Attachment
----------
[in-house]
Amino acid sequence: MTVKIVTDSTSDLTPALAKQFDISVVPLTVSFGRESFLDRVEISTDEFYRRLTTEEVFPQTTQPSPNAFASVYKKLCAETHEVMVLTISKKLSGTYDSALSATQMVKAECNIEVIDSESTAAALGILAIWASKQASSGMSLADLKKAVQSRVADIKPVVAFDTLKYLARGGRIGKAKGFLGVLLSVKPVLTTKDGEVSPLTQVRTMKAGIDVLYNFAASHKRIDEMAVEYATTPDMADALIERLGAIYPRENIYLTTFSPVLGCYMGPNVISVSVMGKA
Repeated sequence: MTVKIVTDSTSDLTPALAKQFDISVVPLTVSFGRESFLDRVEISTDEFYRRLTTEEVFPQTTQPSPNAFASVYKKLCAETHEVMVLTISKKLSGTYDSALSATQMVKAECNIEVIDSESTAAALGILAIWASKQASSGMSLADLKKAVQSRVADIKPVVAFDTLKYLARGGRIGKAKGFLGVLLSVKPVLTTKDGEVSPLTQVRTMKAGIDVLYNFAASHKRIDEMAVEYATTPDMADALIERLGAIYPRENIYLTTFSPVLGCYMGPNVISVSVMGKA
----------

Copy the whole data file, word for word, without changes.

[in-house]
Amino acid sequence: MTVKIVTDSTSDLTPALAKQFDISVVPLTVSFGRESFLDRVEISTDEFYRRLTTEEVFPQTTQPSPNAFASVYKKLCAETHEVMVLTISKKLSGTYDSALSATQMVKAECNIEVIDSESTAAALGILAIWASKQASSGMSLADLKKAVQSRVADIKPVVAFDTLKYLARGGRIGKAKGFLGVLLSVKPVLTTKDGEVSPLTQVRTMKAGIDVLYNFAASHKRIDEMAVEYATTPDMADALIERLGAIYPRENIYLTTFSPVLGCYMGPNVISVSVMGKA
Repeated sequence: MTVKIVTDSTSDLTPALAKQFDISVVPLTVSFGRESFLDRVEISTDEFYRRLTTEEVFPQTTQPSPNAFASVYKKLCAETHEVMVLTISKKLSGTYDSALSATQMVKAECNIEVIDSESTAAALGILAIWASKQASSGMSLADLKKAVQSRVADIKPVVAFDTLKYLARGGRIGKAKGFLGVLLSVKPVLTTKDGEVSPLTQVRTMKAGIDVLYNFAASHKRIDEMAVEYATTPDMADALIERLGAIYPRENIYLTTFSPVLGCYMGPNVISVSVMGKA